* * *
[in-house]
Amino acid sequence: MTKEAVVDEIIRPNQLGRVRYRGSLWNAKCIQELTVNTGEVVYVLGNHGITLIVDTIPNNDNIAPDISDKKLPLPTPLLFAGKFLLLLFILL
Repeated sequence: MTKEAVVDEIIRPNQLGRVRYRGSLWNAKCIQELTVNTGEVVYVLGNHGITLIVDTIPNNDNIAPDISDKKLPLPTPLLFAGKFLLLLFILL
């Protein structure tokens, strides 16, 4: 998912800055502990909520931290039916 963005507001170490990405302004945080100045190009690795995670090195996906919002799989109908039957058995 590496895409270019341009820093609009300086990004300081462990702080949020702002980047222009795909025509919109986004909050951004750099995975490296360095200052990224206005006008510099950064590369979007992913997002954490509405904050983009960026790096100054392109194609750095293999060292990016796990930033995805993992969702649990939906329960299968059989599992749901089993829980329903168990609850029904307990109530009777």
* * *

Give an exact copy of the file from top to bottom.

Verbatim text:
[in-house]
Amino acid sequence: MTKEAVVDEIIRPNQLGRVRYRGSLWNAKCIQELTVNTGEVVYVLGNHGITLIVDTIPNNDNIAPDISDKKLPLPTPLLFAGKFLLLLFILL
Repeated sequence: MTKEAVVDEIIRPNQLGRVRYRGSLWNAKCIQELTVNTGEVVYVLGNHGITLIVDTIPNNDNIAPDISDKKLPLPTPLLFAGKFLLLLFILL
């Protein structure tokens, strides 16, 4: 998912800055502990909520931290039916 963005507001170490990405302004945080100045190009690795995670090195996906919002799989109908039957058995 590496895409270019341009820093609009300086990004300081462990702080949020702002980047222009795909025509919109986004909050951004750099995975490296360095200052990224206005006008510099950064590369979007992913997002954490509405904050983009960026790096100054392109194609750095293999060292990016796990930033995805993992969702649990939906329960299968059989599992749901089993829980329903168990609850029904307990109530009777």